hearts. Anil maybe you wouldn't think
It, but pa Ktivi' me a little culf for my
own and pu let me feed It and tie a
blue ribbon, around Its neck."
The rector was beginning to get this
picture photographed In his mind.
Fashioned out of the drift from its shore, wreck bestrown,
. Which savants call experience, or wisdom through fire.
***** • •
"he scene has changed.
Through the mists that rise from its shadows
I look on a tidele&s sea;
O'er the placid waves' smooth lapping, sun tipped with golden green,
With hands outstretched in benison comes the lowly Nazarene
'Tis he, the King of Glory, who walked on Galilee!
'Tis he who died on Calv'ry that all might be rebornl
'Tis the day dawn sung in story— the Resurrection morn!
I cease to mourn and murmur asrl turn from the placid sea,
For I know why in God's great mercy some things are good to be.
I know why man's faults and failures are blessings In disguise—
And that on Life's wheel we're broken to be made meet for the Master's
I take up my cross more joyfully, for the crown waits Just along,
And my soul Joins with all Nature In a glad triumphal song.
And I wait that glad millennium when the Banner of Christ unfurled
Rhall be borne by every creature and Love shall rule the world.
MRS. W. J. DANFORD.
He could see, us in a vision, that little
Arkuiixux farm, with its small out'
houses, Its big bum and Its long rail
fence. He could nee the pathway across
the hlg road into the wood*, where the
wild flowers blossomed, and hear the
WMiUf^MMllißiMili'lMlitiiilillUfliailliKtiJMltß IhlilMllMiflftl^dllliSMliiii J
slow, Bolcnm rattling of the corn rib
bona us they ripened in the hot huiii
nier sun. HsjUJi
Just then v hand touched his knee an 1
a tear-stained face was upturned to his.
"Ah." said the rector, suddenly re
called from his reverie, "and you sr»
Acorns, are you?"
"Yes; me's Acorns."
"Well, now, little Acorns, 1 urn going
to give you something, and what uliull
It be? candy?"
"Don't want no fandy."
"How would cakes do? or an orange?"
"Me don't want nuffln but An Easter
"You see,'' interrupted Jennie, her
tare flushing srnrlet, "ma. ain't *ot no
money to buy things like that; 'cause—
well— 'cause It takes all she can get for
"1 see,' 1 said the rector; "hut Acorns
mv« have that rabbit right now."
And out went the good doctor on his
"Back In a. minute," lie s*M, an he
closed the door And picked his way
down the steep stairway.
At the corner grocery store he bought
not only one, but several rabbits; be
sides a plentiful supply of Easter eggs,
with more colors than a rainbow ever
"There you are, little Acorn«," he
said, a* he put his bundle on the floor.
"Some for you, some for sister Jennie
end some for the baby. Divide
The rector looked ,up to find Mri.
Waters present. Cheaply clad, her fine
face and large eyes yet gave to her a
bearing of grace not quite In con
sonance with her surroundings.
"The Rev. Dr. Graham, I believe?"
"Yes, madam," said the rector. "I
have called to learn if I could be of any
assistance to you and your children."
"I wanted to see you," said the
woman, "because I thought you would
like to receive n. little token of remem
brance from my late husband, John H.
"Not John Waters of company C.
Third regiment, Forrest's brigade o£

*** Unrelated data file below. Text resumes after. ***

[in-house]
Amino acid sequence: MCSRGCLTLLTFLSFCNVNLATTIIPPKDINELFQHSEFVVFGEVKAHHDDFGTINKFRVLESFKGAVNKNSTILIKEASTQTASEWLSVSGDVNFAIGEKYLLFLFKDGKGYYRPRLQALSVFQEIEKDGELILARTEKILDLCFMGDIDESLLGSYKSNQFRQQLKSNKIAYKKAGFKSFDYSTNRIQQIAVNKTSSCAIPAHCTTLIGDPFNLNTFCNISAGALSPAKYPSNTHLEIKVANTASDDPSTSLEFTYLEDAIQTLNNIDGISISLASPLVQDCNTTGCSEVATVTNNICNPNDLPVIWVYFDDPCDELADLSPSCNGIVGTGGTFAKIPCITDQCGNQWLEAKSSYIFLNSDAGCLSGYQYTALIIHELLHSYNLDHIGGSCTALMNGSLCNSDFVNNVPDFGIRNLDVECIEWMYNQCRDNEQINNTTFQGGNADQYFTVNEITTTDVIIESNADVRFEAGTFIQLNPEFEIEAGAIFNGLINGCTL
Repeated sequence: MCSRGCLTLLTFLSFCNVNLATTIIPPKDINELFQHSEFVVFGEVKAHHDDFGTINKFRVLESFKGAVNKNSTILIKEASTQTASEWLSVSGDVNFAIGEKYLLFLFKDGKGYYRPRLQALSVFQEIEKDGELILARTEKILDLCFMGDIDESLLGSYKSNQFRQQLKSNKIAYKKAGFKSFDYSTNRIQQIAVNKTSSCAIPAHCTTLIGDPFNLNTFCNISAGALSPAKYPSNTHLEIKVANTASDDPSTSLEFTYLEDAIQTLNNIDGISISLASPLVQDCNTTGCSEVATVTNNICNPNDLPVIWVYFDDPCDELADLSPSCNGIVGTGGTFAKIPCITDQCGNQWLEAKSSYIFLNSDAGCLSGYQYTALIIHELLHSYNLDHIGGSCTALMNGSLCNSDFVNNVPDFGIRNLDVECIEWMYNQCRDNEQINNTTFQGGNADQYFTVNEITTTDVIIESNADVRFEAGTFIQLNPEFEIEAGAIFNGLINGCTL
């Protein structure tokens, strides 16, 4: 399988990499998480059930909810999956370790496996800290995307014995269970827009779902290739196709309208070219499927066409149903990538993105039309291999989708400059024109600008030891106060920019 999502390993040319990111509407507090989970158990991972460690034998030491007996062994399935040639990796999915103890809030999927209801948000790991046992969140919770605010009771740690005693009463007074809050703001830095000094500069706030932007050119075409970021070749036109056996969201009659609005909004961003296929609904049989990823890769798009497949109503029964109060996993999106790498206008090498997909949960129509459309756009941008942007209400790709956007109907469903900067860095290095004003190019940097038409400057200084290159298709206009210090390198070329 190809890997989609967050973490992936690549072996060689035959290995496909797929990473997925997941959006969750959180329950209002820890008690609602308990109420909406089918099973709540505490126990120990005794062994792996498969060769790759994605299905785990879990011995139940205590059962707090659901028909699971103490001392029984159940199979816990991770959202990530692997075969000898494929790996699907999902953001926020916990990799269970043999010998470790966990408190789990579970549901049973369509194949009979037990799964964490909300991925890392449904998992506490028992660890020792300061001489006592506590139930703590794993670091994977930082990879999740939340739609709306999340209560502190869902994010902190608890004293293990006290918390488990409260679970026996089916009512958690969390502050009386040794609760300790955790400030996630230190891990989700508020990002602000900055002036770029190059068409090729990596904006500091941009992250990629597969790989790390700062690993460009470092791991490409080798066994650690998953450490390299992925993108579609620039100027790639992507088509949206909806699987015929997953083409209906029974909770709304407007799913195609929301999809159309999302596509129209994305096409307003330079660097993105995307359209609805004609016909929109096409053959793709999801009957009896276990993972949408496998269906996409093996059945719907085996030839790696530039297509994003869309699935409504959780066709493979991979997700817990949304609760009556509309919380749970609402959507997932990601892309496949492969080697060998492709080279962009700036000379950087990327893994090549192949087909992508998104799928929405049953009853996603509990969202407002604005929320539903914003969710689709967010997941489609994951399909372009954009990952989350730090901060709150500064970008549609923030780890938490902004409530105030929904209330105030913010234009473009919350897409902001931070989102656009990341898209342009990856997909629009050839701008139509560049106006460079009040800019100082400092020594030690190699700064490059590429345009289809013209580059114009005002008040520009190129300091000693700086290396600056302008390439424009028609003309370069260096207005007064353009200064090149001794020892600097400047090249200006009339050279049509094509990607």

"Yes. Before he died he gave me a
little gold cross, which he aald you
trusted him with when you were about
to die on the battlefield of Franklin,
The rector gazed long and lovingly
at the cross. His mother had given It
to him when he started from his old
Virginia home to the theological semin
ary and he had cnrrled It with him Into
the army. It was to his messmate he
had transferred It when he lay up
turned to the blood-red moon, with ft
ghastly wound in his breast. It waa
John Waters who had twice saved his
life by deeds of reckless daring, and
for whom he would gladly have yielded
up his own.
"Me busted my Easter wabbit!"
shouted little Acorns.
But the rector did not heed.
"Mis. Waters," he said, with an ef
fort; "come and see us tomorrow—to
night—any time. I am completely at
your service, and I'll get you out of this
rookery before Easter. The wife and
children of brave John Waters are my
especial care from this time forward."
Mrs. Waters cried a little, because she
was happy; and the rector fairly
beamed with good nature and holy
"Me busted my wabbit. Mister," re
peated the unconquerable little Acorns.
"God bless you, child," replied the rec
tor; "there are more 'wabblts' where
that one enme from and Acorns shall
And the Rev. Dr. Graham couldn't
finish writing his sermon that night for
thinking of John Waters and Mrs.
Waters and the little Waterses.
And when he slept he dreamed of the
battlefield, all covered with glorious
Easter lilies, and in the midst of them
the figure of little Acorns, hugging an
LOS ANGELES TO HAVE
ELECTRIC AUTO DISPATCH '
Company Will Put Big Freight
Trucks In Service
Los Angeles Is to have the first elec
tric auto-dlspatch In California. Fif
teen heavy truck autos are now under
construction by the Vehicle Equlpm/nt
company of New York and will be
shipped here and ready for service by
A power station and barn eighty feet
by 110 feet is now under erection at
New High and Alpine streets for tha
new California Auto-Dispatch com
Officers of the company are: Fred J.
Slebert, president; W. W. Butler, sec
retary; W. S. Pollock, vice president
and general manager.
The Nutlonal Hunk of California will
act as treasurer for the new com
pany. The offices ure located in the
The company will confine its business
to heavy truckage and has already
closed contracts with a number of the
large wholesalers of Los Angeles to do
their carylng business for them.
Mr. Pollock resigns his position as
freight agent of the Southern Paclfla
at River station to accept the man
agement of the new company. His
resignation to take effect April 30 was
made public yesterday. Mr. Pollock
has been Indenttfied with the Southern
Pacific company for the past twenty
flvß years In various capacities, having
been appointed to his present position
four years ago.
FRANCIS MURPHY WILL
CONDUCT EASTER SERVICE
Francis Murphy will conduct an
Raster gospel temperance meeting to
night In lilanchard hall. Mr. Murphy
will preside und will speak on "He Is
Following is the musical program; t
Prelude, selected, Mrs. Smltheran,
violin; Mr. Henderson, piano; quartet,
"Consider and Hear Me, O Lord," Mrs,
Roth Hamilton, soprano; Mrs, D. W,
Hudiong, contralto; Mr. Budlong,
tenor; Mr. Ki-cleuton, batts; soprano
bolo, selected, Mrs. Blanche Foster;
contralto solo, selected, Mrs. D. W,
Hudiong; quartet, "Softly Now the
Light of Pay;" offertory, piano and .
violin; soprano solo, selected, Mrs. '
Koth Hamilton. Mrs. \V. A. Arm.